"The first time I drove to the school," says Juliana Alvarez, "we literally drove right past it in the dark. I thought, 'Where's the school? There's no school here." This was at the beginning of her son's four-year career at John Dewey High School in Brooklyn, NY. It planted the seed in her mind that the thirteen-acre campus, bounded as it is by elevated train tracks, a bus yard, and industrial buildings, really needed a sign to set it apart. "The need was always there," she remembers. People complained that they couldn't find the school in the dark, but no one was doing anything to remedy the problem.
In her son's second year, Alvarez was elected President of the Parents Association and began her crusade to make the school more visible, especially after dark. "I talked to a sign company, but I just didn't like what they were dishing out," she says. The company representative struck her as unfriendly, and didn't have any suggestions on how the help make the sign happen. Between the lack of support from the sign company and an inherited deficit in the PA budget, Alvarez was getting nowhere fast.
In her second year as President, things began to look up. Alvarez happened across Stewart Signs and immediately clicked with her sign consultant. "She was a whole different type of person from the person at that other sign company," she says. "She was very warm, friendly. It was like she was sitting there with me." Stewart Signs prides itself on closing the "communication gap" that can exist between a usually faceless corporation and a client. With hands-on service and a willingness to remain supportive of a project that can take years to accomplish, Stewart was the perfect fit for Alvarez and her needs.
Her consultant took the time to learn more about the kind of sign the school needed by asking a lot of very particular questions. How fast did the traffic on the road travel? Did Alvarez want moveable letters or an LED display? What exactly did they want to accomplish with this sign? Then she designed a sign for the school, a Herald, and discussed ways that other schools had raised funds for signs. One school had written a letter to its entire parent population, so Alvarez decided to do the same, but she still felt that the sign was too expensive for her fundraising efforts to ever be able to afford. Her consultant helped by scaling down the design to an Announcer 48 and then to a 46 and encouraging Alvarez to send out the letter. With permission from her principal to fund a "special project," the letter went out to each of the 3,400 families at the school.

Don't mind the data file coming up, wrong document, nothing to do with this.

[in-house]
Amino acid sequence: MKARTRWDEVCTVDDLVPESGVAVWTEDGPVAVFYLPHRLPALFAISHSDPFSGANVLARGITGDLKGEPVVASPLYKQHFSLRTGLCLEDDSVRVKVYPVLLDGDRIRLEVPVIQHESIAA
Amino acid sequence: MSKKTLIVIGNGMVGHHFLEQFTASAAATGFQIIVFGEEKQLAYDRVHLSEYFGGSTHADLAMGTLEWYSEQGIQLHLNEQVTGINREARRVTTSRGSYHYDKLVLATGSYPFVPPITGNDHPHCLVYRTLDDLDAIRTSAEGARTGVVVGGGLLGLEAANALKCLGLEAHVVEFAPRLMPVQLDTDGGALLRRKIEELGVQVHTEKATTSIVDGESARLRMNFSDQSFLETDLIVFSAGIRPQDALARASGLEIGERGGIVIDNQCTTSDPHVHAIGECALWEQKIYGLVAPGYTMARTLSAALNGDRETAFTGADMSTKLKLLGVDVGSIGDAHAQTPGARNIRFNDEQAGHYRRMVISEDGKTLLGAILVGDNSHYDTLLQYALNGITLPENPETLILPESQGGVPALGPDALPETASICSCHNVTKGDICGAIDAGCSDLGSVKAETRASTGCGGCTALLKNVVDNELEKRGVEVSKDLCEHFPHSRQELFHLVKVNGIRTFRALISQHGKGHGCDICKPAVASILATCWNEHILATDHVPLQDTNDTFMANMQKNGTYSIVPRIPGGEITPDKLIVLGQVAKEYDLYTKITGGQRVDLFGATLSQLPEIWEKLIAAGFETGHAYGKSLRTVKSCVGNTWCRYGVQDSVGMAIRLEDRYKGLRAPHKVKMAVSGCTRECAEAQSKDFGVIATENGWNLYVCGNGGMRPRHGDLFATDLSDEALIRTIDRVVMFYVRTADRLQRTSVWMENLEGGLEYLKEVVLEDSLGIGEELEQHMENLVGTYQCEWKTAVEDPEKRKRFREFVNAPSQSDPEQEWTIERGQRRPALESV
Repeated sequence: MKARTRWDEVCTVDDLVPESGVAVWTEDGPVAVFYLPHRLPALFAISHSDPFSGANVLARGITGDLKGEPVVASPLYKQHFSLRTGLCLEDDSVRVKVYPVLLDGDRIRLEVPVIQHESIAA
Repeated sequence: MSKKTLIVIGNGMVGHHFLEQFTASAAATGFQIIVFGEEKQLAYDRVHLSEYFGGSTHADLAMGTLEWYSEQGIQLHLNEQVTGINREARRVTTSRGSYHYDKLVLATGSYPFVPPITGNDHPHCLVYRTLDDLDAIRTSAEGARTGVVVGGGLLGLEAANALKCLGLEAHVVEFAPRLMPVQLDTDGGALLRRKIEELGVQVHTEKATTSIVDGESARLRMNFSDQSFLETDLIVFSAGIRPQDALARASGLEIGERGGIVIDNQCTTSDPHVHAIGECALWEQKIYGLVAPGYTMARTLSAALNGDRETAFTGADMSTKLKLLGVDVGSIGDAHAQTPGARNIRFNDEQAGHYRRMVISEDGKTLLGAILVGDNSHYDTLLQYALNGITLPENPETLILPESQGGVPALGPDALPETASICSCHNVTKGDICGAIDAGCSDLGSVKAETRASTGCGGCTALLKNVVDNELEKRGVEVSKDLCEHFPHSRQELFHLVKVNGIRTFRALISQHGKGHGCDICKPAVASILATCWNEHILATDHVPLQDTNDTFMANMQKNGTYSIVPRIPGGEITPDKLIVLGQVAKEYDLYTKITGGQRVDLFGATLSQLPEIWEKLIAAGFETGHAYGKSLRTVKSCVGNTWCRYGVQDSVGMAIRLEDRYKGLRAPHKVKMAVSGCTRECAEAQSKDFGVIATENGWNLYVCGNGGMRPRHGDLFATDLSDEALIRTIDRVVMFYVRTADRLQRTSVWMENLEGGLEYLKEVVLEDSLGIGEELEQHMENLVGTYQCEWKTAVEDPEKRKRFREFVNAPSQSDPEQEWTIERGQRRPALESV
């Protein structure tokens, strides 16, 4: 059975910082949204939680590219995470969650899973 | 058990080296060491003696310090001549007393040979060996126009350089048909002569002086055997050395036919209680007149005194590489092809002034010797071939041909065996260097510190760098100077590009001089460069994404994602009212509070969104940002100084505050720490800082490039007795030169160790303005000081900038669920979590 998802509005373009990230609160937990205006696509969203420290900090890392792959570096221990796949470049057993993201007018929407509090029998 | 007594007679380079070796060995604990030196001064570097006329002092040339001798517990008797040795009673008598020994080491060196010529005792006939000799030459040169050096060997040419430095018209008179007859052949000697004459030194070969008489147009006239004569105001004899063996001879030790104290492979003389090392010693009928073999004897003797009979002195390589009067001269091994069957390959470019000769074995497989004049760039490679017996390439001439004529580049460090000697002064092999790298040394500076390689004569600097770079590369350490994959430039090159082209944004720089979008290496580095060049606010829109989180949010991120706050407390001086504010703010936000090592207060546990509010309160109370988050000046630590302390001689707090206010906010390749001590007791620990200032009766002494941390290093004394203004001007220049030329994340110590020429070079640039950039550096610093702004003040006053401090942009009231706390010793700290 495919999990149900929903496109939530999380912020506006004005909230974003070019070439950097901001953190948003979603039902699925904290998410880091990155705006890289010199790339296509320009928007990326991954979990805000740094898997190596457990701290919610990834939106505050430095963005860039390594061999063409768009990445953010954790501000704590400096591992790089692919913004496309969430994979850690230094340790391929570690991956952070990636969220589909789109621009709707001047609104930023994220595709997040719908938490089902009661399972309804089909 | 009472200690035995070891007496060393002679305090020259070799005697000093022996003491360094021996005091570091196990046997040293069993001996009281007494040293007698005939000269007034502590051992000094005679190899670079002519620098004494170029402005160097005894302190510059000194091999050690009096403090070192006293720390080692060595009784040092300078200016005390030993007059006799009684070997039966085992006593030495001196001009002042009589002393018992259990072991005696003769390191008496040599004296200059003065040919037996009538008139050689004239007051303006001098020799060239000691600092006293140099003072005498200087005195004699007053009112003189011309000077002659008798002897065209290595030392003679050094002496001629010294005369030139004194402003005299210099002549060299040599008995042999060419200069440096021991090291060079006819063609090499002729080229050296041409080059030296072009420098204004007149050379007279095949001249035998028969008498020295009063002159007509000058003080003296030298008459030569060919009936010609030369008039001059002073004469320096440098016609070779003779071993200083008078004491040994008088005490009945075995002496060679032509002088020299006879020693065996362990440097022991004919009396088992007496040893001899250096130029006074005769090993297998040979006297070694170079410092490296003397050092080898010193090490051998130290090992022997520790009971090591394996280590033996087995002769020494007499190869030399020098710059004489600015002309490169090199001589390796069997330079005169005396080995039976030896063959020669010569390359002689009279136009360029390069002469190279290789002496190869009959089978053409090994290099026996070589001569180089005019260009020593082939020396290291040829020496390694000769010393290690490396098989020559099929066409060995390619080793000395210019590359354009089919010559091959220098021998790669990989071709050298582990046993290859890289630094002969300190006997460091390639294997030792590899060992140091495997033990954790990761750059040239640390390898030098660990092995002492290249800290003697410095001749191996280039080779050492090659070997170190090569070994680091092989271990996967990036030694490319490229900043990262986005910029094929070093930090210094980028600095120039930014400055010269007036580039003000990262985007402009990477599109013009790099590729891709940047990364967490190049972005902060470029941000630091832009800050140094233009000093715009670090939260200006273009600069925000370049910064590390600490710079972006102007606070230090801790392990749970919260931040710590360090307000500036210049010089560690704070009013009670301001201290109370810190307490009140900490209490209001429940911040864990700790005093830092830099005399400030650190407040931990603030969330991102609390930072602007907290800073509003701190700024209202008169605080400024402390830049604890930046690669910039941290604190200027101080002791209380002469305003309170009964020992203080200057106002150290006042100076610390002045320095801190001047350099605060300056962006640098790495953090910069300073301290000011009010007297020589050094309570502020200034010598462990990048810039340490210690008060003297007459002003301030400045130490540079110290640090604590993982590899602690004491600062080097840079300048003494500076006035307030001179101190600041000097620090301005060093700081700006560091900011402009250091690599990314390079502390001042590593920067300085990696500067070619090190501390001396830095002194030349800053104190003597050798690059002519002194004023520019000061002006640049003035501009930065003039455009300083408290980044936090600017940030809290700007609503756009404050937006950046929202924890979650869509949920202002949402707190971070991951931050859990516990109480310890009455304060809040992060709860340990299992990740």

In the spring of her final year as PA President, it finally started to come together. Donations in response to the letter came pouring in, and the Student Association pitched in some money. Just when Alvarez was beginning to think "I'm never going to get my sign," she had just enough money to do it. "I called her and she was so excited for us," she recalls.
"But now," she says, "we needed a miracle." It came in the form of a custodian at the school who said "Wouldn't it be nice if the sign was up for graduation?" "He knew," she says, "how hard I had worked to make the sign happen." Normally, Alvarez notes, it takes months to get any construction done in a New York City school, but a phone call to just the right person got the ball rolling. "A week before graduation the base got laid. Then suddenly the electricity was hooked up. The night before graduation, the sign itself went up."
The sign, made of solar grade polycarbonate, 3M™ vinyl, and DuPont™ powdercoat paint, comes with a lifetime warranty, something Alvarez feels confident she can rely on at any time. Its ease of use was evident from the outset: Alvarez herself placed the first letters on the sign that announced graduation the following day. The glowing sign served as a beacon for all the proud parents and families coming to the school for the last time.
At graduation, Alvarez celebrated many achievements. Her son graduated, her term as PA President drew to a close, and she had finally accomplished her dream of putting the school on the map. Her consultant and Stewart Signs were in her thoughts that day. As she said in her graduation speech, "Now no one can ever say again that Dewey is in the dark."